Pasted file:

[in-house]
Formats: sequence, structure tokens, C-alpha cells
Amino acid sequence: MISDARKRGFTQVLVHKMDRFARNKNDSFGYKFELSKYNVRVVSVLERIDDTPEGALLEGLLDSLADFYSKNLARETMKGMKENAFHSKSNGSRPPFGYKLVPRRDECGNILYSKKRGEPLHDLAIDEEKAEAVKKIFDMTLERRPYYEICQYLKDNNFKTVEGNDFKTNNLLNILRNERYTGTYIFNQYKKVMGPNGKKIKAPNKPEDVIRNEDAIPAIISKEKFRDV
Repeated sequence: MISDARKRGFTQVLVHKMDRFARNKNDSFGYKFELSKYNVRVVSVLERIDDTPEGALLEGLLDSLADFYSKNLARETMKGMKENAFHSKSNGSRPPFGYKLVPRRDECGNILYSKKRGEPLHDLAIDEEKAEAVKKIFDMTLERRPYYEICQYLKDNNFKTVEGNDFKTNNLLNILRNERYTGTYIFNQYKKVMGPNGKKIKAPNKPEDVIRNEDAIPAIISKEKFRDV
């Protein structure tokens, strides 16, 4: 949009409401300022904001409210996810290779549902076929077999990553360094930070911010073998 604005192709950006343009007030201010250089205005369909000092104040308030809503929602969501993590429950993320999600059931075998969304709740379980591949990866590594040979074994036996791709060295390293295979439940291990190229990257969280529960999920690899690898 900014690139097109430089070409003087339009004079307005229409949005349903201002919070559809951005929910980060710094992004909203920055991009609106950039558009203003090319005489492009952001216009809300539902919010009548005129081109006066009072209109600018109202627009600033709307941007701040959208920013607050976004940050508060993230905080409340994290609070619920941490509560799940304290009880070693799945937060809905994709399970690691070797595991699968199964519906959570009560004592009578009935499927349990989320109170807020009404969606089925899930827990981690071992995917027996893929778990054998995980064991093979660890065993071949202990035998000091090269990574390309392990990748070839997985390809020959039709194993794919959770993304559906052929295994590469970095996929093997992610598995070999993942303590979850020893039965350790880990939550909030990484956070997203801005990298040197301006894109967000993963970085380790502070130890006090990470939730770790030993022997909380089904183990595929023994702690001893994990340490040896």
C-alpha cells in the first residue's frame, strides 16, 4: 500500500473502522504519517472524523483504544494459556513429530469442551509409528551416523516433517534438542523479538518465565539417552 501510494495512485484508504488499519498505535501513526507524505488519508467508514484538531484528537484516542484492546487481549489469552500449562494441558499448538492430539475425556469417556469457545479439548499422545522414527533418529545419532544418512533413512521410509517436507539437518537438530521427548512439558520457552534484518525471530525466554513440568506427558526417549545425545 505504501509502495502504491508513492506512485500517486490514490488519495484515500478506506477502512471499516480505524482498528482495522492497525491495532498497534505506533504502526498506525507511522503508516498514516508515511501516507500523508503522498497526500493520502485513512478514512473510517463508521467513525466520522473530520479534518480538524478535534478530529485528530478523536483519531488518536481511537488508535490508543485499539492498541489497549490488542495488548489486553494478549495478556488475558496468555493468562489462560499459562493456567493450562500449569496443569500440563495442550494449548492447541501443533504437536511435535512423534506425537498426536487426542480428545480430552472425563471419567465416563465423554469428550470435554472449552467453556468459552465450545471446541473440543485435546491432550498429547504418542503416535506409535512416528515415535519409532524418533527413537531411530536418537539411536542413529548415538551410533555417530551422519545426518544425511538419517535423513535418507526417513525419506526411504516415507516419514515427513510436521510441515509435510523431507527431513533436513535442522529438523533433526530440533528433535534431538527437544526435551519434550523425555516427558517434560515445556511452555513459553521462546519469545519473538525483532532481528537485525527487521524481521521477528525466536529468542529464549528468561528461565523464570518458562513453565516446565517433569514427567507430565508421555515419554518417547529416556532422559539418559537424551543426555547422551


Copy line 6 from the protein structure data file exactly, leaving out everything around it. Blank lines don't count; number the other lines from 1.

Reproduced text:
C-alpha cells in the first residue's frame, strides 16, 4: 500500500473502522504519517472524523483504544494459556513429530469442551509409528551416523516433517534438542523479538518465565539417552 501510494495512485484508504488499519498505535501513526507524505488519508467508514484538531484528537484516542484492546487481549489469552500449562494441558499448538492430539475425556469417556469457545479439548499422545522414527533418529545419532544418512533413512521410509517436507539437518537438530521427548512439558520457552534484518525471530525466554513440568506427558526417549545425545 505504501509502495502504491508513492506512485500517486490514490488519495484515500478506506477502512471499516480505524482498528482495522492497525491495532498497534505506533504502526498506525507511522503508516498514516508515511501516507500523508503522498497526500493520502485513512478514512473510517463508521467513525466520522473530520479534518480538524478535534478530529485528530478523536483519531488518536481511537488508535490508543485499539492498541489497549490488542495488548489486553494478549495478556488475558496468555493468562489462560499459562493456567493450562500449569496443569500440563495442550494449548492447541501443533504437536511435535512423534506425537498426536487426542480428545480430552472425563471419567465416563465423554469428550470435554472449552467453556468459552465450545471446541473440543485435546491432550498429547504418542503416535506409535512416528515415535519409532524418533527413537531411530536418537539411536542413529548415538551410533555417530551422519545426518544425511538419517535423513535418507526417513525419506526411504516415507516419514515427513510436521510441515509435510523431507527431513533436513535442522529438523533433526530440533528433535534431538527437544526435551519434550523425555516427558517434560515445556511452555513459553521462546519469545519473538525483532532481528537485525527487521524481521521477528525466536529468542529464549528468561528461565523464570518458562513453565516446565517433569514427567507430565508421555515419554518417547529416556532422559539418559537424551543426555547422551